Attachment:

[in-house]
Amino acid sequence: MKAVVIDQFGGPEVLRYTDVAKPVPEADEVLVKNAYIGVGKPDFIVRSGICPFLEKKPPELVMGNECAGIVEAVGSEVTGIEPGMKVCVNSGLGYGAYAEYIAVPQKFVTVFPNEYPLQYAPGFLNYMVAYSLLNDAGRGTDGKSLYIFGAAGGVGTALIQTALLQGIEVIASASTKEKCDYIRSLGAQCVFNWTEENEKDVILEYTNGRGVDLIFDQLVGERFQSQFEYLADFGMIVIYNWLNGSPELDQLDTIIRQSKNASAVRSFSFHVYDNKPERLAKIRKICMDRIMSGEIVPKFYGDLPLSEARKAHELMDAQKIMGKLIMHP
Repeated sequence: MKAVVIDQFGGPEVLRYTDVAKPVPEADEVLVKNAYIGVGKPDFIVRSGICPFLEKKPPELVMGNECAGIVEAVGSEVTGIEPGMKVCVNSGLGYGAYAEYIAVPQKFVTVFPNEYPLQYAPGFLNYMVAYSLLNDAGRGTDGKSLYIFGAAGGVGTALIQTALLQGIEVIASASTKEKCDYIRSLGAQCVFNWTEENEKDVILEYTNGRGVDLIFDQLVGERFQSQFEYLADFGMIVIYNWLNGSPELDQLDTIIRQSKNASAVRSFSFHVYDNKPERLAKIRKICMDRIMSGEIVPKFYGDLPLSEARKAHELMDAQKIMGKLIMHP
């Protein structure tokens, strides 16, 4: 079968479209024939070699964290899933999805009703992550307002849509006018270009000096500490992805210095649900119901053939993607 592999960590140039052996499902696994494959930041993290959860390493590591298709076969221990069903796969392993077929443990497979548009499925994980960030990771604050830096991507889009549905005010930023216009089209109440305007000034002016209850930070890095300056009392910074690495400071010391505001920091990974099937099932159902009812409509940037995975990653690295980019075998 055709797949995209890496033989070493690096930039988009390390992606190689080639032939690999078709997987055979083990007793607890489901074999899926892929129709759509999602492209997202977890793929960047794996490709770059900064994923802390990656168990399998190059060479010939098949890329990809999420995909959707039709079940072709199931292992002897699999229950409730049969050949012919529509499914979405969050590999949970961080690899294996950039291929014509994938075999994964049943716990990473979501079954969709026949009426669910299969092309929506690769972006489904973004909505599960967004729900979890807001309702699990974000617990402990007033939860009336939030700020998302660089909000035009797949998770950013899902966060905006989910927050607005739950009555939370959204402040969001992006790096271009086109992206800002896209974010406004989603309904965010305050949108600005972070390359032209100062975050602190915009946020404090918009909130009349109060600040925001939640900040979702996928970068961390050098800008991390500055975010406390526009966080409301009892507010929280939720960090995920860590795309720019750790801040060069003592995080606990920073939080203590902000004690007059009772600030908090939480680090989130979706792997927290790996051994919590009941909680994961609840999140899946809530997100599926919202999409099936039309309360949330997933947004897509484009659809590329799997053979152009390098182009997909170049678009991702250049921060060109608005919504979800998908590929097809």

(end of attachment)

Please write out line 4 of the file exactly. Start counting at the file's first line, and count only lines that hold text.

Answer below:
């Protein structure tokens, strides 16, 4: 079968479209024939070699964290899933999805009703992550307002849509006018270009000096500490992805210095649900119901053939993607 592999960590140039052996499902696994494959930041993290959860390493590591298709076969221990069903796969392993077929443990497979548009499925994980960030990771604050830096991507889009549905005010930023216009089209109440305007000034002016209850930070890095300056009392910074690495400071010391505001920091990974099937099932159902009812409509940037995975990653690295980019075998 055709797949995209890496033989070493690096930039988009390390992606190689080639032939690999078709997987055979083990007793607890489901074999899926892929129709759509999602492209997202977890793929960047794996490709770059900064994923802390990656168990399998190059060479010939098949890329990809999420995909959707039709079940072709199931292992002897699999229950409730049969050949012919529509499914979405969050590999949970961080690899294996950039291929014509994938075999994964049943716990990473979501079954969709026949009426669910299969092309929506690769972006489904973004909505599960967004729900979890807001309702699990974000617990402990007033939860009336939030700020998302660089909000035009797949998770950013899902966060905006989910927050607005739950009555939370959204402040969001992006790096271009086109992206800002896209974010406004989603309904965010305050949108600005972070390359032209100062975050602190915009946020404090918009909130009349109060600040925001939640900040979702996928970068961390050098800008991390500055975010406390526009966080409301009892507010929280939720960090995920860590795309720019750790801040060069003592995080606990920073939080203590902000004690007059009772600030908090939480680090989130979706792997927290790996051994919590009941909680994961609840999140899946809530997100599926919202999409099936039309309360949330997933947004897509484009659809590329799997053979152009390098182009997909170049678009991702250049921060060109608005919504979800998908590929097809």